Iron deficiency is the most common deficiency in Australia. Hopefully this guide will give you a good idea how to get the iron you need in your diet.
Eat foods containing iron:
The food group that has iron as its star feature is the meat and alternatives group:
- Red meat has a well-deserved reputation when it comes to iron – it is definitely very high in iron, and easily absorbed.
- Other meats, including poultry, pork and seafood also have easily absorbed iron, if not in quite the same amounts.
- All the same, vegetarian meat alternatives, including eggs, nuts, seeds, tofu and legumes (chickpeas, baked beans, lentils etc) are excellent sources of iron too.
Making sure you get the recommended number of serves of those foods will go a long way to making sure you get enough iron. (2-3 serves depending on your age and gender)
Other good sources are the dark green leafy vegetables, such as kale, spinach and swiss chard. You’ll also find some foods are fortified with iron, such as bread, breakfast cereal, and even Milo.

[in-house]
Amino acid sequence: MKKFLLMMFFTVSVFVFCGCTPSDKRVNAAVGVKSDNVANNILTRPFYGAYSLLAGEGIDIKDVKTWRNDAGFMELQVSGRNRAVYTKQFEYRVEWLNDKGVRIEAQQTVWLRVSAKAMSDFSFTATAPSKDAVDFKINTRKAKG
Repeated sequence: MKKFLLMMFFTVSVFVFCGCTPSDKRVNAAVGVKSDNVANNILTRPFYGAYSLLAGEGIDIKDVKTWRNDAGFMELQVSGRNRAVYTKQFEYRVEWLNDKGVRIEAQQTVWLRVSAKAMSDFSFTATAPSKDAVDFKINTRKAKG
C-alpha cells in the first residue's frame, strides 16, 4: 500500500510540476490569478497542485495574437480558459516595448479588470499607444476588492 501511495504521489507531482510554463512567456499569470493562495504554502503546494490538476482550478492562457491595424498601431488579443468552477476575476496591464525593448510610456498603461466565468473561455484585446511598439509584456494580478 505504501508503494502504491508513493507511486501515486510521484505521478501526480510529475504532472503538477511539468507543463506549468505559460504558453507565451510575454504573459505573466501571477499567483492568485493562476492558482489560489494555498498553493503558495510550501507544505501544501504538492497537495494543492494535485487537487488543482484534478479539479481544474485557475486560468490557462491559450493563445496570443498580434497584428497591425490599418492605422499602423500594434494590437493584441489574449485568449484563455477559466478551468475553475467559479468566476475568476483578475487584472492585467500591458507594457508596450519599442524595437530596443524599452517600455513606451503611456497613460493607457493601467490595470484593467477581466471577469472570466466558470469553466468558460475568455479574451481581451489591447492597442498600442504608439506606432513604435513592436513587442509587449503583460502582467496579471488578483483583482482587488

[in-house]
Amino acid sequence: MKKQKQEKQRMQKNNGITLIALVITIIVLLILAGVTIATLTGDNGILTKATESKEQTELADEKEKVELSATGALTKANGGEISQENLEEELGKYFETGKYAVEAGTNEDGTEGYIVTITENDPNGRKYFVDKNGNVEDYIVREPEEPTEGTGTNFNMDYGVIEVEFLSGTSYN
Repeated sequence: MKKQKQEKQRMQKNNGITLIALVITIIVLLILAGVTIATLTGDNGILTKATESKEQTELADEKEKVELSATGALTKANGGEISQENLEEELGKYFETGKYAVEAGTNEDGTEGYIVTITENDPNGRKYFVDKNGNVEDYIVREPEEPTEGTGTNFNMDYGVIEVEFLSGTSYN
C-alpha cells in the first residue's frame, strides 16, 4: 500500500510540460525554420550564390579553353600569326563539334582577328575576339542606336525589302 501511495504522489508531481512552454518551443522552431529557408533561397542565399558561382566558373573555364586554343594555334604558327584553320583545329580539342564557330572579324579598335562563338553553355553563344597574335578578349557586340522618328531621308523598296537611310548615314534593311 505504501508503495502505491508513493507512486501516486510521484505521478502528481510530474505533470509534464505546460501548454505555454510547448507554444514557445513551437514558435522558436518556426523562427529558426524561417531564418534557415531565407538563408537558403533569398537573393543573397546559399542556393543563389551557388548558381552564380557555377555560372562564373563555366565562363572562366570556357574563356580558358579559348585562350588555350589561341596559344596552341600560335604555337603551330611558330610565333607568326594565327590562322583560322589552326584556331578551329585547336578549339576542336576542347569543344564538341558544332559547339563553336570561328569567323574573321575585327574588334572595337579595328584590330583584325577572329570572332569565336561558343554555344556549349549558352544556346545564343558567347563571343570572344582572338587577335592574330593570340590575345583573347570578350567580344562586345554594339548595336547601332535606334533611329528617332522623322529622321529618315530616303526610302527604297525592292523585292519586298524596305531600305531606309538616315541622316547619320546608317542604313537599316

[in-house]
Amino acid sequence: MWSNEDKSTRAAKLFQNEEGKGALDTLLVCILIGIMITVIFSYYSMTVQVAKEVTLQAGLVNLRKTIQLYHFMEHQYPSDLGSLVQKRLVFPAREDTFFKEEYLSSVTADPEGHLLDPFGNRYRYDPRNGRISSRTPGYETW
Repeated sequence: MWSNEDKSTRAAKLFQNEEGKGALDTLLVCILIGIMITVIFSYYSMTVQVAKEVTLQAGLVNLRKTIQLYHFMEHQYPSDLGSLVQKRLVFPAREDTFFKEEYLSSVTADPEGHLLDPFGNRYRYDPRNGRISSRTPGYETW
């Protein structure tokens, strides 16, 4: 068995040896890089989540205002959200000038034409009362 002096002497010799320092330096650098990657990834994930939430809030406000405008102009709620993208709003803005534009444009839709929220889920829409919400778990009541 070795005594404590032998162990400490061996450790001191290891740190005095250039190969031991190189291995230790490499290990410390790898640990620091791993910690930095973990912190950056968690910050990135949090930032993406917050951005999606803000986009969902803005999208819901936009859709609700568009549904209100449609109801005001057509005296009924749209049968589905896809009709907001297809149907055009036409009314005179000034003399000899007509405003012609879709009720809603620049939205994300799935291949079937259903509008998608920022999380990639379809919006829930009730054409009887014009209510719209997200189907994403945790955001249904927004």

Eating foods high in vitamin C with iron:
Having food high in vitamin C with your iron sources will help absorb the iron even better. These include –
- Vegetables, such as capsicum and tomatoes, dark green leafy, brassica (broccoli, cabbage, cauliflower, Brussel sprouts), peas and okra.
- Fruit and fruit juices, particularly citrus, such as oranges, and berries.
Avoiding iron absorption inhibitors:
Calcium can reduce your iron absorption. If you take a calcium supplement, then don’t take it with your iron foods. Have at least one dairy-free meal each day to maximise your absorption.
Tea and coffee can also reduce iron absorption. Consider having your caffeine fix between meals, or just having one cup a day with your breakfast and not your lunch and dinner.